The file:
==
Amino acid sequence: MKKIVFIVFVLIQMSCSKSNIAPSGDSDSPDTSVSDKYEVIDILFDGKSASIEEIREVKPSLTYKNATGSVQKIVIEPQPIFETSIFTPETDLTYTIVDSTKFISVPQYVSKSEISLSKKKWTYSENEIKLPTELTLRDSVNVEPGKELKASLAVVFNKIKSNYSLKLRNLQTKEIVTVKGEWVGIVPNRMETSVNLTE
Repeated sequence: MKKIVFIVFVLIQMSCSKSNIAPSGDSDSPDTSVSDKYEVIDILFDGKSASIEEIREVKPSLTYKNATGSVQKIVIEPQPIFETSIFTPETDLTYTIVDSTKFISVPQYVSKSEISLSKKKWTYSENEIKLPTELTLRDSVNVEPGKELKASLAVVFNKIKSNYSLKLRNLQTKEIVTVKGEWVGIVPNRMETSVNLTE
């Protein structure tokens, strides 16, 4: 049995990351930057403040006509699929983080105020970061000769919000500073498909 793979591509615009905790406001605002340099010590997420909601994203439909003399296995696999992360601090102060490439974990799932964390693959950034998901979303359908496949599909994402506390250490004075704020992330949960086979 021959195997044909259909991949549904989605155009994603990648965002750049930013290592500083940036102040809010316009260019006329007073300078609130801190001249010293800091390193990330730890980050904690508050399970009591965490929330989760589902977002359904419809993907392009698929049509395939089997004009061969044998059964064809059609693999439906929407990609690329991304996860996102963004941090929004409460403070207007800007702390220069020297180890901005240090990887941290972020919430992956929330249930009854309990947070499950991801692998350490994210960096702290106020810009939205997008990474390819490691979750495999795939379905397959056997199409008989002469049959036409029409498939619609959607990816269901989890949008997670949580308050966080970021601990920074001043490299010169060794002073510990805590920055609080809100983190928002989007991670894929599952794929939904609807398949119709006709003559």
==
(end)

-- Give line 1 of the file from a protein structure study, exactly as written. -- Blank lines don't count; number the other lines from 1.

Amino acid sequence: MKKIVFIVFVLIQMSCSKSNIAPSGDSDSPDTSVSDKYEVIDILFDGKSASIEEIREVKPSLTYKNATGSVQKIVIEPQPIFETSIFTPETDLTYTIVDSTKFISVPQYVSKSEISLSKKKWTYSENEIKLPTELTLRDSVNVEPGKELKASLAVVFNKIKSNYSLKLRNLQTKEIVTVKGEWVGIVPNRMETSVNLTE